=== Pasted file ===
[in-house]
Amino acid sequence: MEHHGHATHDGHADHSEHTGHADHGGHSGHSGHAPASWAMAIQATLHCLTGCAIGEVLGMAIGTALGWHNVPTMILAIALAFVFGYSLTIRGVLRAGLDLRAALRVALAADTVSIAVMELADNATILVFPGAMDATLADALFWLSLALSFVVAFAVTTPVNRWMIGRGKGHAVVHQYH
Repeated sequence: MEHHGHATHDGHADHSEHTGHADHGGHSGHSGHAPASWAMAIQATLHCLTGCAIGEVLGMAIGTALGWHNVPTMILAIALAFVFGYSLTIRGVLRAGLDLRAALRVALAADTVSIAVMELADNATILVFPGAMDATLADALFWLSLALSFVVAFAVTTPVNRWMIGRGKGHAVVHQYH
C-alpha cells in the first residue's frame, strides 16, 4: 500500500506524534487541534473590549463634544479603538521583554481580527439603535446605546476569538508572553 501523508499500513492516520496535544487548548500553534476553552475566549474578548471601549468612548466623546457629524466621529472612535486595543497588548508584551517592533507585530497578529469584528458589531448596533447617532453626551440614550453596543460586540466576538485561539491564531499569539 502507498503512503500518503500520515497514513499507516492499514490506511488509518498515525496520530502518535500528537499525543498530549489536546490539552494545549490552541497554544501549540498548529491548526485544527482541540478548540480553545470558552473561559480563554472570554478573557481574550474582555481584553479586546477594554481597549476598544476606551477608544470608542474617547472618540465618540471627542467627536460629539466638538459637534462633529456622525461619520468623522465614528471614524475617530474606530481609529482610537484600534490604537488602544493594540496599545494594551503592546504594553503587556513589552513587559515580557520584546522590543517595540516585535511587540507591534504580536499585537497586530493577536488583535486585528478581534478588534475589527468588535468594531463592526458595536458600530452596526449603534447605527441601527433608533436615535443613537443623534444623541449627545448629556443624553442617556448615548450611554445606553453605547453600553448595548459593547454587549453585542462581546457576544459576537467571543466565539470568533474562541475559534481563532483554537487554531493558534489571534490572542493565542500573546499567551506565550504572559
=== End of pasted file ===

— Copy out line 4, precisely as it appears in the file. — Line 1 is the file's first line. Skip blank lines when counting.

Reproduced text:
C-alpha cells in the first residue's frame, strides 16, 4: 500500500506524534487541534473590549463634544479603538521583554481580527439603535446605546476569538508572553 501523508499500513492516520496535544487548548500553534476553552475566549474578548471601549468612548466623546457629524466621529472612535486595543497588548508584551517592533507585530497578529469584528458589531448596533447617532453626551440614550453596543460586540466576538485561539491564531499569539 502507498503512503500518503500520515497514513499507516492499514490506511488509518498515525496520530502518535500528537499525543498530549489536546490539552494545549490552541497554544501549540498548529491548526485544527482541540478548540480553545470558552473561559480563554472570554478573557481574550474582555481584553479586546477594554481597549476598544476606551477608544470608542474617547472618540465618540471627542467627536460629539466638538459637534462633529456622525461619520468623522465614528471614524475617530474606530481609529482610537484600534490604537488602544493594540496599545494594551503592546504594553503587556513589552513587559515580557520584546522590543517595540516585535511587540507591534504580536499585537497586530493577536488583535486585528478581534478588534475589527468588535468594531463592526458595536458600530452596526449603534447605527441601527433608533436615535443613537443623534444623541449627545448629556443624553442617556448615548450611554445606553453605547453600553448595548459593547454587549453585542462581546457576544459576537467571543466565539470568533474562541475559534481563532483554537487554531493558534489571534490572542493565542500573546499567551506565550504572559